"The findings suggest that, if the health care system is to perform according to patients' expectations, the U.S. will need to remove financial barriers to care and improve the delivery of care. Disparities in terms of access to services signal the need to expand insurance to cover the uninsured and to ensure that the system works well for all Americans. Based on these patient reports, the U.S. should improve the delivery, coordination, and equity of the health care system."
Friday, April 14, 2006
Wednesday, April 12, 2006
Saving money: What is the effect on patients?
The fact is that heathcare "administration" has made healthcare worse for patients. I'm not just talking about the administrative nightmare that is healthcare, although that is extremely burdensome. I'm talking about the fact that you can't get a nurse to help you in a hospital unless you are having a cardiac arrest. I'm talking about the fact that seeing patients more "efficiently" means spending less time with them, time that would be spent answering questions, consoling, etc. The patient experience is demonstrably worse, and we haven't controlled the cost of healthcare or increased access.
Shouldn't we insist that healthcare administrators view their decisions through the prism of ethics? Is it ethical for administrators to insist that patients be processed faster, leaving less time for physicians to answer questions or to simply console in the case of bad news? Is it ethical to decrease the number of nurses in a hospital and leave the patients to fend for themselves? Medical ethics is a broad field of study. Is there a similar field of healthcare ethics?
Sunday, April 09, 2006
Respecting research subjects
I saw this up close and personally when a dear friend entered a phase two trial for an ovarian cancer vaccine. My friend had had surgical debulking for a presumed borderline tumor and completed 6 months of platinum based therapy. She wanted to do everything possible to prevent recurrence and when she learned of a study of a potential vaccine, she enrolled.
I read the consent for the study and did a little background research. The vaccine sounded promising and the study appeared to have the appropriate safeguards in place. One of the most interesting details was that the vaccine preparation elicited antibodies that interfered with tumor markers assays. Therefore, the test for CA 125, the primary test used to follow disease recurrence and progression, was rendered inaccurate in study subjects. They would be monitored with a special assay for CA 125 that was not subject to the same cross-reactivity. The cost for this assay would be born by the study.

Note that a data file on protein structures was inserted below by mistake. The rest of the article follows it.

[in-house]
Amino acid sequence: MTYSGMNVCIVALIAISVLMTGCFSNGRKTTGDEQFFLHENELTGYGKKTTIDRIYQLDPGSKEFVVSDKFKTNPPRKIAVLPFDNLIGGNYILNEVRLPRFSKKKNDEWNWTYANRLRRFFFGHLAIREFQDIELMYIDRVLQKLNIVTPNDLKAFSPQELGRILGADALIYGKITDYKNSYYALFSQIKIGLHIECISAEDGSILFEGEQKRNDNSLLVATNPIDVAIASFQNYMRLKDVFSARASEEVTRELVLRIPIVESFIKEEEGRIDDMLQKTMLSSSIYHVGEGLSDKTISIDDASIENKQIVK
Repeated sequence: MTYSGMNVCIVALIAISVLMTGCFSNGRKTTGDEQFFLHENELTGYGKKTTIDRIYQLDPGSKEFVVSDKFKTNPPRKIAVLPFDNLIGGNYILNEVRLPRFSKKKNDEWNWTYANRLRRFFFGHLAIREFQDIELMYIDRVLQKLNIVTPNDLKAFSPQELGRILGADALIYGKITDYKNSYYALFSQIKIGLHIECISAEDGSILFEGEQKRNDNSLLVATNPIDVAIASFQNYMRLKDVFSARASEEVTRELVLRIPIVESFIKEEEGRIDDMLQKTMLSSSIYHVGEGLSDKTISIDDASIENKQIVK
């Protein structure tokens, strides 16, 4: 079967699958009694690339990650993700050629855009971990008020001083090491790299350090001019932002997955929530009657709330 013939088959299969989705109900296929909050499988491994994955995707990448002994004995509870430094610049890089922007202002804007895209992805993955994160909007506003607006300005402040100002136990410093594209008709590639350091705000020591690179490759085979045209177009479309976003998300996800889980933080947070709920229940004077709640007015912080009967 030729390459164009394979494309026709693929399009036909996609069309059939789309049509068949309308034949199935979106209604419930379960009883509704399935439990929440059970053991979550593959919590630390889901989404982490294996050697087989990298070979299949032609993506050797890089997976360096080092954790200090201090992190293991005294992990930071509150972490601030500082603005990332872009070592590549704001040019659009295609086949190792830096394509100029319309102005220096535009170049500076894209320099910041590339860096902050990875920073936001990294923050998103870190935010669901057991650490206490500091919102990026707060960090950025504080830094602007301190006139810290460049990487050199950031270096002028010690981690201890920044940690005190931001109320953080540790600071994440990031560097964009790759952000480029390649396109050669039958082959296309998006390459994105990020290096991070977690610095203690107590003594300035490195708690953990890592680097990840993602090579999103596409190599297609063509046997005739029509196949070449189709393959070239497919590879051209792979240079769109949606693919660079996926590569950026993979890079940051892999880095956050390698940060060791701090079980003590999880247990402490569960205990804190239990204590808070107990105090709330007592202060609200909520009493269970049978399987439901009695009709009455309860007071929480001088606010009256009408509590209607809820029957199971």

My friend had an allergic reaction to the vaccine, and, of course, was not allowed to receive further doses. Shortly thereafter, a regular CA 125 assay was elevated, indicating possible recurrence. Her oncologist was aware that the vaccine might be responsible and asked the principal investigator of the vaccine study for access to the special CA 125 test. The investigator refused.
In my naivete, I could not believe that the investigator refused, so I called him myself. We had a very unpleasant argument. The principal investigator, an MD, claimed that he was not responsible for anything that happened to women who dropped out of the study. Yes, he understood that the elevated CA 125 assay might be erroneous, but that was not his problem. He would not spend study money for the special assay and he would not help me obtain the assay even if the patient paid. I cannot even begin to imagine how this doctor could manage to justify to himself that complications from HIS study were not his responsiblity.